JANUARY 11, 2015: FIFTIES, SIXTIES, SEVENTIES OR EIGHTIES–WHICH DECADE HAD THE BEST RADIO MUSIC?

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There was an ancient time when many of us got our musical inspiration over a cheap car radio because we spent plenty of time in cars.

 

We did not socialize via the ‘Net because computers were essentially a dark force of evil that Captain James T Kirk battled on a regular basis.

 

Nope, we socialized via rotary dial phones and cars when we were old enough to drive, or had buddies who had cars.

 

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Cars got us where we wanted to go-even if we had no particular place to go when we were kids. We just wanted out of the house beyond the tight reins of parental control and cars were our ticket to freedom when we were young.

 

Our constant companion was the radio and we developed strong ties to the music we heard in our youth.

 

The music with the strongest impact on our entire lives was the music from our youth, during the period when hormones and the volume control on the radio were both set on maximum.

 

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We had our favorite songs and bands in our younger years and they can still stir our long dormant inner teenager every time we hear them. The question we pose today is what era had the best radio music?

 

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Clearly a case could be made for the 50s because Elvis and his musical peers woke up that decade with early rock and roll.

 

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This bold new 50s music was born to stir the teenage soul and rebels without a cause were on the street in lead sleds, hot rods- actually anything with four wheels and a radio.

 

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The car radio dial was set to hear Jerry Lee, Buddy, Fats, Little Richard and any other early rock rollers who made parents cringe in the late 50s.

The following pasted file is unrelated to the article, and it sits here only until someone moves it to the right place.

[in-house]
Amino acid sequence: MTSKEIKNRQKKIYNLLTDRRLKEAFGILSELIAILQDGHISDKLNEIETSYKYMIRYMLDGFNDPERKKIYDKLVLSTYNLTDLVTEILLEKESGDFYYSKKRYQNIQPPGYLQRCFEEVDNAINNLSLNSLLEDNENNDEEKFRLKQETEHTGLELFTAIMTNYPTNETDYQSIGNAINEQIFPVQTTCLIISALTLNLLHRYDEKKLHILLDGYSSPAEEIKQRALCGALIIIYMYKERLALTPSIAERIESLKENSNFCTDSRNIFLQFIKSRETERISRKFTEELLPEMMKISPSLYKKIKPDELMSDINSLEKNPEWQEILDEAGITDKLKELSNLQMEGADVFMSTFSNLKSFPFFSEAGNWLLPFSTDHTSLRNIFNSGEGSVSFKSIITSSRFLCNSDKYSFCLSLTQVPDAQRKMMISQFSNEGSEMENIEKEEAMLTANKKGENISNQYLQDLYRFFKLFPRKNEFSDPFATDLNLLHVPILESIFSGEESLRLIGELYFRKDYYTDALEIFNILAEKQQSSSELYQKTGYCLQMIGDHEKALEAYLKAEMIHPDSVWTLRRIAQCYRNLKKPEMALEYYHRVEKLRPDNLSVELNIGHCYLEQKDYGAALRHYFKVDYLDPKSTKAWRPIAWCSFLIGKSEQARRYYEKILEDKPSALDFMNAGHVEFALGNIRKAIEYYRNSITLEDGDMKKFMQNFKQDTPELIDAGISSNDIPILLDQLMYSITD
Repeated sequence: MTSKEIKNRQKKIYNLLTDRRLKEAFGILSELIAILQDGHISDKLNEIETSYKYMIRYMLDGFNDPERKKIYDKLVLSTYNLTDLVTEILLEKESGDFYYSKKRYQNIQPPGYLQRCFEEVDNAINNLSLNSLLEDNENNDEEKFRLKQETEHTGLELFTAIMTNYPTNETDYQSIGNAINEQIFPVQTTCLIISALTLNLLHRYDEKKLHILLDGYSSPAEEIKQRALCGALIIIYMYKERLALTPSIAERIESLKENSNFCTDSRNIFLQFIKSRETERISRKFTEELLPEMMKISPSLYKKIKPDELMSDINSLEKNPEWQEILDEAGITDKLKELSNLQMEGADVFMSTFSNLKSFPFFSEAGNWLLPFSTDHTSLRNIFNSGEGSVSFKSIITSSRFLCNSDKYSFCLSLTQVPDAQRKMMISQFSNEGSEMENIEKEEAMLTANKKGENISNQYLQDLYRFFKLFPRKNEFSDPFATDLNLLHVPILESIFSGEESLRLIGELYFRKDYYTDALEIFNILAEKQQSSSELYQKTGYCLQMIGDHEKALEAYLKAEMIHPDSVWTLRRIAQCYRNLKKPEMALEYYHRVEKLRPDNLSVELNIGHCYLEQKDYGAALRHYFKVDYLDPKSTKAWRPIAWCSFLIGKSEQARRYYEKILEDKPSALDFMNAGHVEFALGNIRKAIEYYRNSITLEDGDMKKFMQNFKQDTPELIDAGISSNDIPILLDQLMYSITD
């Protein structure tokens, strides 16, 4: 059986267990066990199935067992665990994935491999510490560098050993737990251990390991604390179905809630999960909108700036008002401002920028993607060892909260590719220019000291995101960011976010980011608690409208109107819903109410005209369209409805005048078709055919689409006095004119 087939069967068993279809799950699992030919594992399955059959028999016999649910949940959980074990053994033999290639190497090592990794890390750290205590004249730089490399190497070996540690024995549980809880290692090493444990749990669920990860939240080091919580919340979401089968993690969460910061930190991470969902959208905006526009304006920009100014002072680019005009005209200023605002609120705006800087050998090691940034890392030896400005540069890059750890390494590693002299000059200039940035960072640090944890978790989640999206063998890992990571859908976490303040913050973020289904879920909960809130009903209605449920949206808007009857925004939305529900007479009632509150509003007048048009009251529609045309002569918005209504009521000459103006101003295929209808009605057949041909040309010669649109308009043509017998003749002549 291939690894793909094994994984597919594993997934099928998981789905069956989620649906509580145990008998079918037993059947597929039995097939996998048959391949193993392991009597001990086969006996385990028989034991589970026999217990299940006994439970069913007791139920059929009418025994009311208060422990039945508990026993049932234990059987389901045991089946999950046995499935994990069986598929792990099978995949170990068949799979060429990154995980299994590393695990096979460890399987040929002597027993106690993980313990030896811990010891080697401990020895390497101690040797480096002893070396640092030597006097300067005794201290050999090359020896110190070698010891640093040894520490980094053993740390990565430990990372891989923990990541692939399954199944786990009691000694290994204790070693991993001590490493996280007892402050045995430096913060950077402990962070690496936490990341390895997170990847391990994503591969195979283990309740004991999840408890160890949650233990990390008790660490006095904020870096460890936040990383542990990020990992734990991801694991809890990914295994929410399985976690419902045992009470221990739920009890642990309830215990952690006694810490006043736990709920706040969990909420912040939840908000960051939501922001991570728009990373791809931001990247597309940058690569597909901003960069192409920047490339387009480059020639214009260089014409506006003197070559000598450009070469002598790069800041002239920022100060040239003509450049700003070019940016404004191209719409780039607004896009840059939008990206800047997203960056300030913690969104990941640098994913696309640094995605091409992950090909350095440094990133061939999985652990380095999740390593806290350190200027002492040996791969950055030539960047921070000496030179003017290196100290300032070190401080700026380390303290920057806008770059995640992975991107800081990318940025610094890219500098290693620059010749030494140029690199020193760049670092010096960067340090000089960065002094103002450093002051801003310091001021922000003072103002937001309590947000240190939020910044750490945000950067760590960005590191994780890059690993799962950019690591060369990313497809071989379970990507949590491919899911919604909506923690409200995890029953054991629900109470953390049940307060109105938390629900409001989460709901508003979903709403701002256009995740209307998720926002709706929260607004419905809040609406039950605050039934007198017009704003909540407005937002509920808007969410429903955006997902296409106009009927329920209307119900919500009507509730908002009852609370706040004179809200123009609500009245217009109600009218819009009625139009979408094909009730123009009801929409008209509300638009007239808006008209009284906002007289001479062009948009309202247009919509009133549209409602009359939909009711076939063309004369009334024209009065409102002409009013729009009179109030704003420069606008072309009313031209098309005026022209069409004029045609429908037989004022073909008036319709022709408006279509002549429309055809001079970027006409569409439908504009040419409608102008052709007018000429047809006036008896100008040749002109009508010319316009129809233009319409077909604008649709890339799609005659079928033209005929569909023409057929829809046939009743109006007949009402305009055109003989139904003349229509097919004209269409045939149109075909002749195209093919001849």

The radio influence did not diminish with the youth of the 60s. The decade began with the last days of early rock and roll, caught a wave with the surf punk sound of the Beach Boys, withstood another British Invasion, and then got edgy, raw and psychedelic as the 60s ended its eventful run.

 

 

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Virtually all of the turbulence of this controversial decade was recorded, produced a large musical footprint, and was heard over a car radio.

 

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The 70s was a mixed bag of musical styles that started with a 60s hangover sound and ended with a soul-crushing disco sound.

 

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Sandwiched in between were folkies, glam-rock bands and pop-friendly artists like Fleetwood Mac 2.0 with Stevie Nicks on 70s car radios.

 

The radio was still king in cars, but now the bandwidth stage was shared between AM Top 40 and FM album rock. Partridge Family on AM, Pink Floyd on FM, with a large musical no-man’s land in between.

 

Stereo systems got more amped up literally, while cassette and 8-track players made music in a car more personal for the driver.

 

Most of the passengers got tired of the same playlist from recorded tapes and the car radio was once again king in a hurry on extended road trips in the 70s.

 

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The 80s were the last decade of relevance to our readers because antique status is generally considered to be over 25 years in our world of old iron, so we will end our musical road trip with this decade.

 

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The 80s was a time when FM radio became a mainstream part of the car radio scene and began to dominate over AM for all kinds of radio stations from pop to country.

 

Music in the 80s was caught between giant rock stars like Springsteen and big hair bands like Bon Jovi.

 

Much of the decade’s pop music started out as a video on MTV and crossed over to car radios after they were embraced by the young audience of that era.

 

Most of the popular 80s radio playlist was forgettable dance music, but it was the music of that decade’s youth and they heard it on a car radio after they watched it on MTV.

 

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When all is said and done, there is no clear winner when it comes to the best decade for car music. The primary motivation for our personal choices will always be the time in our lives when we were young, impressionable and listening to a car radio.

 

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Just for the record, we at MSCC are outliers who lean heavily toward 60s radio-and we were still in grade school in the mid-60s.

Jim Sutherland

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